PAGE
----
In areas with large animals, often there will be housing set up for horses and small ruminants as well.
Think fairgrounds, horse race tracks, or other similar facilities. These places fill up fast so I recommend you figure this one out early in the season.
If your large animals will be riding out the storm in a pasture you are going to need to have some grease markers designed for marking identification on farm animals. Do not put any halters or other items on your animals that could get caught on anything.
Instead, you can get a pet ID tag, attach it to a string and braid it into a mane or a tail. But don’t use anything long enough to get caught up in fences, limbs, or other debris.
It’s common practice to cut horses and cattle loose during these storms with the thoughts that the animals know how to protect themselves during storms. I’ve personally had to deal with this when I couldn’t get my horse out of the Tampa area. It’s a hard choice to make, but they don’t allow farm animals at the shelters……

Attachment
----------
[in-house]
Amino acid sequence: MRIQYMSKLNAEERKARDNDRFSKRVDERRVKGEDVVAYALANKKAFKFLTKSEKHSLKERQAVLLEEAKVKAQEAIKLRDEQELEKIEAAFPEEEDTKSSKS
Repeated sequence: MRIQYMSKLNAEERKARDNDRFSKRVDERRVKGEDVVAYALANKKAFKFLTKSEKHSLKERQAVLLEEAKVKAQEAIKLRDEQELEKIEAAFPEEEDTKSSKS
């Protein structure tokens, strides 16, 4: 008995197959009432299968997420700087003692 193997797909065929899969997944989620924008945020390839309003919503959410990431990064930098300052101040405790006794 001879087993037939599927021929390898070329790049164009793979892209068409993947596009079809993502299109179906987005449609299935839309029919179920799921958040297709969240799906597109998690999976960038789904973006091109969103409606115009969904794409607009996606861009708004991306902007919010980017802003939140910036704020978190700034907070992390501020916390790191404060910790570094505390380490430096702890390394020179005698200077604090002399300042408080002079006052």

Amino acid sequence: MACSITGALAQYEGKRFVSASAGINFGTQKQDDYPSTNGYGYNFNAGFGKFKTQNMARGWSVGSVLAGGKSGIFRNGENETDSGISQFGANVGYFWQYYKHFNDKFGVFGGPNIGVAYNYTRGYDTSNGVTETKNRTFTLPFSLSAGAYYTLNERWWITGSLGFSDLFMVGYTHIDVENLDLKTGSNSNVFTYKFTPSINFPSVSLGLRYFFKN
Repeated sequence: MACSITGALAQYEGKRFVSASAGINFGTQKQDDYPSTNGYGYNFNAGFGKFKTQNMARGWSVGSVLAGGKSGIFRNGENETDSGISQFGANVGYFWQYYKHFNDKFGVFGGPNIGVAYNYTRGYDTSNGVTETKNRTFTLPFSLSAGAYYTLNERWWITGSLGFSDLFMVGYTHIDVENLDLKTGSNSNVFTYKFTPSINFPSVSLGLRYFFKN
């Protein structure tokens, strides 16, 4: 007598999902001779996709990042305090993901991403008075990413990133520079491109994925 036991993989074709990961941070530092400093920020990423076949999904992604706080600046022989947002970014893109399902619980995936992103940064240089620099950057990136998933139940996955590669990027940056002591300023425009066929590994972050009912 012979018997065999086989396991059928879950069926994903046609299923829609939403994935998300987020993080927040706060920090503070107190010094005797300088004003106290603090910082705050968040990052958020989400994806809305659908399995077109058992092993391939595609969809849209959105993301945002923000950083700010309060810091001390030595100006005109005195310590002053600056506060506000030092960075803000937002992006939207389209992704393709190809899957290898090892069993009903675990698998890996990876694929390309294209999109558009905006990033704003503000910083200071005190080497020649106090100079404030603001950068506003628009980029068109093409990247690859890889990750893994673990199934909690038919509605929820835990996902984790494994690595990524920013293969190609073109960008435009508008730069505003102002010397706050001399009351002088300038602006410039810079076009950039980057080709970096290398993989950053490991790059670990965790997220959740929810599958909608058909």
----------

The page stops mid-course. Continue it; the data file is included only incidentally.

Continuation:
Not all evacuation centers accept pets, check with the center first.
If you are going to be evacuating or going to an evacuation center with your pets, there are a few things that are a must.
Firstly, your pets should absolutely be up to date on all of their vaccinations, if they are not already.
At the minimum, they should be vaccinated for Rabies, as is required by law, so long as they are over the age of 3-4 months.
Make sure you have a copy of these records with you as well (keep them in a ziplock baggie for water protection), that way you will have everything necessary for proof of vaccinations.
You will also need carriers and crates for your pets. When going into a shelter, typically all pets will be required to remain confined. Safety first, always.
This is when crate training really comes in to play, but that is for another post. Remember, crate training, if done appropriately, creates a safe space for your pet, and they will be more comfortable when in a scary or new environment.